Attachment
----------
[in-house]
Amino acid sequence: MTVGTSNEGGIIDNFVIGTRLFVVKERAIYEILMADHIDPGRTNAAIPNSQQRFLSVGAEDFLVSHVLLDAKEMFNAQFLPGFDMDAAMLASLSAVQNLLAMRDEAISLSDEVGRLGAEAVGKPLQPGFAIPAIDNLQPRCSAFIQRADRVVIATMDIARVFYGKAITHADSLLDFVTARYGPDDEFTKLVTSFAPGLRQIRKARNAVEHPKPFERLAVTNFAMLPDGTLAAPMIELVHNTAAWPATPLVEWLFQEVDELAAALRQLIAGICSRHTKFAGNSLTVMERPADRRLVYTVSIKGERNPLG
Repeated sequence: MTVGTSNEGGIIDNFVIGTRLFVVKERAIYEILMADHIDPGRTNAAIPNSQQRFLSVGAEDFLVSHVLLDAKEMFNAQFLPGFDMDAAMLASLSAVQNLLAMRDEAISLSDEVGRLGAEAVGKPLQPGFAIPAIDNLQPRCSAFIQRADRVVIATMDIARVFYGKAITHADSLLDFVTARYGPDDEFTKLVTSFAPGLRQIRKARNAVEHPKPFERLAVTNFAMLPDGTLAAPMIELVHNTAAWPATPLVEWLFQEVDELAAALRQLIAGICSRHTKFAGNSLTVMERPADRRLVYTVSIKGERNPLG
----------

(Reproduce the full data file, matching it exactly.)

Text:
[in-house]
Amino acid sequence: MTVGTSNEGGIIDNFVIGTRLFVVKERAIYEILMADHIDPGRTNAAIPNSQQRFLSVGAEDFLVSHVLLDAKEMFNAQFLPGFDMDAAMLASLSAVQNLLAMRDEAISLSDEVGRLGAEAVGKPLQPGFAIPAIDNLQPRCSAFIQRADRVVIATMDIARVFYGKAITHADSLLDFVTARYGPDDEFTKLVTSFAPGLRQIRKARNAVEHPKPFERLAVTNFAMLPDGTLAAPMIELVHNTAAWPATPLVEWLFQEVDELAAALRQLIAGICSRHTKFAGNSLTVMERPADRRLVYTVSIKGERNPLG
Repeated sequence: MTVGTSNEGGIIDNFVIGTRLFVVKERAIYEILMADHIDPGRTNAAIPNSQQRFLSVGAEDFLVSHVLLDAKEMFNAQFLPGFDMDAAMLASLSAVQNLLAMRDEAISLSDEVGRLGAEAVGKPLQPGFAIPAIDNLQPRCSAFIQRADRVVIATMDIARVFYGKAITHADSLLDFVTARYGPDDEFTKLVTSFAPGLRQIRKARNAVEHPKPFERLAVTNFAMLPDGTLAAPMIELVHNTAAWPATPLVEWLFQEVDELAAALRQLIAGICSRHTKFAGNSLTVMERPADRRLVYTVSIKGERNPLG